Well, Lucy, I don't expect much from Spielberg films except big, bloated, sappy, melodrama--occasionally overburdened (as in this film) with technological gimmickry and special effects to the point of distraction. But all kidding aside, here are some point by point problems with the film, IMHO:
First, I could begin with questioning the wisdom of digging up this Victorian xenophobic fossil as a narrative for a film project in the first place. Orson's unique re-visioning of the original H.G. Wells story aside, the original WOTW is actually considered a fairly primitive and unsophisticated work of alien invasion science fiction. It was, I understand, a product of the imaginations of its time and should be respected in that context. But as a jumping off point, Speilberg had nowhere to go with his narrative but to fill it with all of the dopey extraneous and completely absurd plot elements that litter this mess. And I don't think the parallels to the realities of 911 were clever or insighftul, either visually or metaphorically.
On to visual style. Glenn is absolutely correct when he cites the problems with the CGI in this film. Complete breakdown in continuity and a total distraction from the narrative flow. Contrast the scenes involving conventional real-life scenarios and its even more painful--the cinematography and production design is TERRIBLE. Look at the sequence in the underground bunker with Robbins: where are the light sources coming from, for god's sakes! It looks like the lighting set-up in a bad student film! And don't even get me started on the incredibly cheapo set design work--that "red weed" set piece that Cruise stumbles out on to is only the worst example. Another thing I notice in particular is editing and the cutting in the film throughout was just plain clunky. I mean, I literally noticed myself several times saying, "Ouch, that was a painful cut!" And the list goes on and on.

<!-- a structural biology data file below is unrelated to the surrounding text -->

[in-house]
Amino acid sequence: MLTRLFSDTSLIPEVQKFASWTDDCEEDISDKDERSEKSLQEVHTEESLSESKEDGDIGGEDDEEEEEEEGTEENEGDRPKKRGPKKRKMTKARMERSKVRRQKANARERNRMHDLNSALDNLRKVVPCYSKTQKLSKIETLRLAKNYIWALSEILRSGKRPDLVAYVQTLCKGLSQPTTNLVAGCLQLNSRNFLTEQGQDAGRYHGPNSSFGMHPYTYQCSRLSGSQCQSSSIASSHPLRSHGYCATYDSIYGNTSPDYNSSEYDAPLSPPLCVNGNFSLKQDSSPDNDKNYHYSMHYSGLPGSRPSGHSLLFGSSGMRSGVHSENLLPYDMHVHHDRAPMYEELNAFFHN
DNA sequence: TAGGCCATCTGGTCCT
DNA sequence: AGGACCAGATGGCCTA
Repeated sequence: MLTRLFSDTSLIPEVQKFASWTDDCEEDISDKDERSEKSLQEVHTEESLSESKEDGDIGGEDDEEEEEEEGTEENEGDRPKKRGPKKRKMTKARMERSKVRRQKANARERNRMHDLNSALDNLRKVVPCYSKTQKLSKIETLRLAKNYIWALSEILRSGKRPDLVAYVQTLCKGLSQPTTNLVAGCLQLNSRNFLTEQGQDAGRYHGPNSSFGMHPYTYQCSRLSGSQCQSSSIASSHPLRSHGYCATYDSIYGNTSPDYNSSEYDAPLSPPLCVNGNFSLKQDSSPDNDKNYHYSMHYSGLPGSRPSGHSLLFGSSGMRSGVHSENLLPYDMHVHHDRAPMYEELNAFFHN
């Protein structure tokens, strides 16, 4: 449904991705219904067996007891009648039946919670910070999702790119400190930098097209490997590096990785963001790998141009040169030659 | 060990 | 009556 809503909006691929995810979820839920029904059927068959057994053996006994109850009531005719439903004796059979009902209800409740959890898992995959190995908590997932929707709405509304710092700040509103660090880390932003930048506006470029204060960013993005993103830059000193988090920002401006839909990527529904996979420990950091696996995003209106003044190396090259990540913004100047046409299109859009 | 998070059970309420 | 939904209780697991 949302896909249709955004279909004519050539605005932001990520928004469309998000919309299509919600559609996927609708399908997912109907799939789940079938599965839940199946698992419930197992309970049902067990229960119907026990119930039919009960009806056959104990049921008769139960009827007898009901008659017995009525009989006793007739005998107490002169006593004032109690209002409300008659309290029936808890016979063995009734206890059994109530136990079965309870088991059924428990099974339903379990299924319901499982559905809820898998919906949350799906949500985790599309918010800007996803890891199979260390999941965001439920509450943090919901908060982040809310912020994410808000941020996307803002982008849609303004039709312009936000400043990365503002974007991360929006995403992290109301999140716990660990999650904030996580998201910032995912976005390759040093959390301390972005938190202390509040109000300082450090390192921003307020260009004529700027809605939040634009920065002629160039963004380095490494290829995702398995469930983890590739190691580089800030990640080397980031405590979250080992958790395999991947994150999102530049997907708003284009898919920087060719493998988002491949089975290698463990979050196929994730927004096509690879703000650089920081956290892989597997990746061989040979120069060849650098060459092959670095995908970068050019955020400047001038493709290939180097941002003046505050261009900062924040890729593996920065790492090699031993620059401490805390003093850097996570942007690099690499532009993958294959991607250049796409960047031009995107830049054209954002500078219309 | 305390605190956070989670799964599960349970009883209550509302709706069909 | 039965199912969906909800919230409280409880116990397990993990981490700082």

While it can be assumed that Spielberg has more auteurist control over the total vision of his films than other directors, the one thing that he absolutely has control over is the performance of his actors. He had some good people to work with here, Cruise included, who could cry nicely on cue. But the direction of character interaction was stiff, awkward, and frankly unbelievable at times. I actually felt creepy whenever Cruise and that actor playing the son interacted in any way. And not just at the beginning when it was supposed to be uncomfortable, but at the end too--I just burst out laughing when the kid appeared and went to hug his old man in the middle of the street. Duh. Way to go Stevie!
I've got to stop, but those are a few of my very personal gripes with the film. As I've said earlier, I actually like a couple of Spielberg's films, but this is certainly not one of them.